Besides efforts by some states, cities and companies, many local women-led groups are stepping up and pushing renewable energy as one climate change solution.
Shaista Ambar’s initiative is an example to follow—not only for women in India, but for those around the world.
I am a veteran of marches—starting with civil rights in 1960s and anti-Vietnam War protests in the ‘70s. But I have never seen anything like last Saturday’s Women’s March on Washington.
It is clear we can’t have climate justice without gender justice. Gender equity is key to everyone’s ability to thrive in the face of climate change.
For some women protesting the Dakota Access Pipeline, protecting the water supply isn’t only about environmental justice—it’s about reproductive justice as well.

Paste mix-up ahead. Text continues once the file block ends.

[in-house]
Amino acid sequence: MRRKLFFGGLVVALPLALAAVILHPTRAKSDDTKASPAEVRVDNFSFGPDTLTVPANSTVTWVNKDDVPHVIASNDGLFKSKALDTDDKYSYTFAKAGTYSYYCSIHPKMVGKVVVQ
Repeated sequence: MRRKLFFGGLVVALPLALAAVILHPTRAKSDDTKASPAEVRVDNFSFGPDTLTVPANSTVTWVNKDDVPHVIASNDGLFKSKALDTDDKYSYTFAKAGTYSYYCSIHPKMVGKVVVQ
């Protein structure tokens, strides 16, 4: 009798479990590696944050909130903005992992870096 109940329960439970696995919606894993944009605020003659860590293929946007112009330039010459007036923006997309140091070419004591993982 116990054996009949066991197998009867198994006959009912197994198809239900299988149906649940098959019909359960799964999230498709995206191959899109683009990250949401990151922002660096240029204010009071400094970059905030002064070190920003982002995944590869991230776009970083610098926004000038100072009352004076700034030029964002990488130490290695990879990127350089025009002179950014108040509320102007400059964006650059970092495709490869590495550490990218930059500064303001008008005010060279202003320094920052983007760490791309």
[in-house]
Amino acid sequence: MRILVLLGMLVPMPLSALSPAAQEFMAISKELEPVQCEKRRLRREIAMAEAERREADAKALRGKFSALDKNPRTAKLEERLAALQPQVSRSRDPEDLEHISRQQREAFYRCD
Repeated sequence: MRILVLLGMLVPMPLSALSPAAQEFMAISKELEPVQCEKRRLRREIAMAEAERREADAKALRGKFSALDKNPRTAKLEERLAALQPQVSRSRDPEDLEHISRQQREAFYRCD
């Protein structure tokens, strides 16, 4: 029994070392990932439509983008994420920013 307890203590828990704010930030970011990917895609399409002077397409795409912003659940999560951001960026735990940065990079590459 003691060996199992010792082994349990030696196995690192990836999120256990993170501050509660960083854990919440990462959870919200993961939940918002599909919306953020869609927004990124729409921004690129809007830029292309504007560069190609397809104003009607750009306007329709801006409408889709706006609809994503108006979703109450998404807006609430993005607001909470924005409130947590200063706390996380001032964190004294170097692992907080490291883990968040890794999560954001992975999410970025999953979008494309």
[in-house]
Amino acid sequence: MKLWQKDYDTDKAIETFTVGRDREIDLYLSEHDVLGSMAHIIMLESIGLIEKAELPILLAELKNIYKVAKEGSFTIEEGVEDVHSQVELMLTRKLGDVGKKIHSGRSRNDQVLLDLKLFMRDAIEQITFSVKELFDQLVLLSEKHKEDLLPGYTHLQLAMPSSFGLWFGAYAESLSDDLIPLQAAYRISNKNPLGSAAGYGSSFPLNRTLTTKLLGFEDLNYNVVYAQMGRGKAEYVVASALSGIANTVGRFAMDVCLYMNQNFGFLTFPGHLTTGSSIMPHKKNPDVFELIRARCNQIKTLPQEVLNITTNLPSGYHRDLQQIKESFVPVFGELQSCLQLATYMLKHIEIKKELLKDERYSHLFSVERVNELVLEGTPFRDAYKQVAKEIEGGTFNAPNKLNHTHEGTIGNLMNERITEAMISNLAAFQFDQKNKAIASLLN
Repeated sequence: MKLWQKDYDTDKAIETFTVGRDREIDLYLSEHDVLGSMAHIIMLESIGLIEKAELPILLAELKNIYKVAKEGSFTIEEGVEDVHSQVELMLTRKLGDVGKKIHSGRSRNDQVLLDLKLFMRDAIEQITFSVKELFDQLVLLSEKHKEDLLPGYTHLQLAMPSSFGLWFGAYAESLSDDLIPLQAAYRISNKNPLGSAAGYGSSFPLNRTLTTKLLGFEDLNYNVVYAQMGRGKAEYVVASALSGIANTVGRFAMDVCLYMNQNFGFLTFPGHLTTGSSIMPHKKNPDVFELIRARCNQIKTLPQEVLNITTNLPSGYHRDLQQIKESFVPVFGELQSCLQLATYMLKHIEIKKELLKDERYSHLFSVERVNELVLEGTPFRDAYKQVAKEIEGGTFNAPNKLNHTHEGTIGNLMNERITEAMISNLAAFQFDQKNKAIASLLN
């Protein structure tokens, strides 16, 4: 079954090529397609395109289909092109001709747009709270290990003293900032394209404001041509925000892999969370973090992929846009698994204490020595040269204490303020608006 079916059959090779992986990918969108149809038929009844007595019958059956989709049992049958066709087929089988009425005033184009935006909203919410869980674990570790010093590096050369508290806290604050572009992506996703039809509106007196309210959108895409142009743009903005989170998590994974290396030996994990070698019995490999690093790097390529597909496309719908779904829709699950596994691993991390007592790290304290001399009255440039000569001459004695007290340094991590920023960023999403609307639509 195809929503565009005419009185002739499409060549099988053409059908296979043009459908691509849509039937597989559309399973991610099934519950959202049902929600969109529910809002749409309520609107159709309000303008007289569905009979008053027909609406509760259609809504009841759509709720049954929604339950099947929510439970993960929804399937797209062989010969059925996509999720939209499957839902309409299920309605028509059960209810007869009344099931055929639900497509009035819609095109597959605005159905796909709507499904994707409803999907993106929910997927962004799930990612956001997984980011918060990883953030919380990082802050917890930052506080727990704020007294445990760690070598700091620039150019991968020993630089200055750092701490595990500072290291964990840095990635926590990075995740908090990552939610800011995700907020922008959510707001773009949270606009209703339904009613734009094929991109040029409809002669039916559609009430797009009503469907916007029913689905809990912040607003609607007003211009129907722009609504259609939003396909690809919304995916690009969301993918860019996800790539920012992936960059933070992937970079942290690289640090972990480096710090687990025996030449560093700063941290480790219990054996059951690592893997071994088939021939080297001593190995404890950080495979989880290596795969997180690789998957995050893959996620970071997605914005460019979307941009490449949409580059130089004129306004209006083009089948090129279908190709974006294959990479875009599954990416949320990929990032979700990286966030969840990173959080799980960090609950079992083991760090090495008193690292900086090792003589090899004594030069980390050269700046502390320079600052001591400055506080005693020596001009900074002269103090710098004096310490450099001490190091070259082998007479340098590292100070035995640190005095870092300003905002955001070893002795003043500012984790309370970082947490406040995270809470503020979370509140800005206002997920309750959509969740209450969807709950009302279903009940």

“I’m grateful to the women that have shown so clearly that we all have the potential to change the world, and I intend to pass that on.”
The Dakota Access Pipeline endangers the environment—and it threatens the safety of Native American women and girls living in the region.
The mass media has failed to cover Standing Rock. While they were silent, independent and community media stepped up.
To accelerate into the clean energy economy and lessen the impacts of climate disruption on those who feel it most, the norm needs to change.
When women are included in the climate planning process, not only do they bring in a unique perspective, but are also more likely to take part in solutions. When diverse perspectives are engaged in climate action, stronger solutions are more likely.